Like Romanticism, Realism was a broad cultural movement in the 19th century that had its origin in literature and philosophy. In painting, its most prominent representative was Gustave Courbet. His
Stonebreakers represented workers, as he had seen them, in monumental form.The Stone Breakers, painted in 1849, depicts two ordinary peasant workers. Courbet painted without any apparent
sentiment; instead, he let the image of the two men, one too young for hard labor and the other too old, express the feelings of hardship and exhaustion that he was trying to portray. Courbet shows
sympathy for the workers and disgust for the upper class by painting these men with a dignity all their own.
The Stonebreakers, destroyed during the bombing of Dresden in 1945, was the first of Courbet's great works. The Socialist philosopher Proudhon described it as an icon of the peasant world. But for Courbet it was simply a memory of something he had seen: two men breaking stones beside the road. He told his friends the art critic Francis Wey and Champfleury: "It is not often that one encounters so complete an expression of poverty and so, right then and there I got the idea for a painting. I told them to come to my studio the next morning."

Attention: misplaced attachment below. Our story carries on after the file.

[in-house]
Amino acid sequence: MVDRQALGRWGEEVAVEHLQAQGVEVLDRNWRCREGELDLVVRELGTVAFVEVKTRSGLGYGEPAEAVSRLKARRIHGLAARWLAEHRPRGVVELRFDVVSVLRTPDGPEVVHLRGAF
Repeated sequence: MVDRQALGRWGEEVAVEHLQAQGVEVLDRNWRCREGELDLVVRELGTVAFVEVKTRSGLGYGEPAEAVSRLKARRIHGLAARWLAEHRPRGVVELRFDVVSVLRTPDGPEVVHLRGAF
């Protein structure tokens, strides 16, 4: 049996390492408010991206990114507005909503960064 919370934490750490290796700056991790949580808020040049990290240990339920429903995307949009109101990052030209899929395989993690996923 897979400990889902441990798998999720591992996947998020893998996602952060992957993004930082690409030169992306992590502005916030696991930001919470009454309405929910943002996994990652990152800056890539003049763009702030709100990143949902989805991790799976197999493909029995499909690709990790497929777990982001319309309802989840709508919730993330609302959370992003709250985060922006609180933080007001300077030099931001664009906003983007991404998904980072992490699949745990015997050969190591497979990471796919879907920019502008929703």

Many of Courbet's paintings focus on everyday people and places in daily French life. Courbet painted these ordinary people in an attempt to portray the French people as a political entity. In this way Courbet's republicanism showed through in his work. Courbet truthfully portrayed ordinary people and places, leaving out the glamour that most French painters at that time added to their works. Because of this, Courbet became known as the leader of the Realist movement.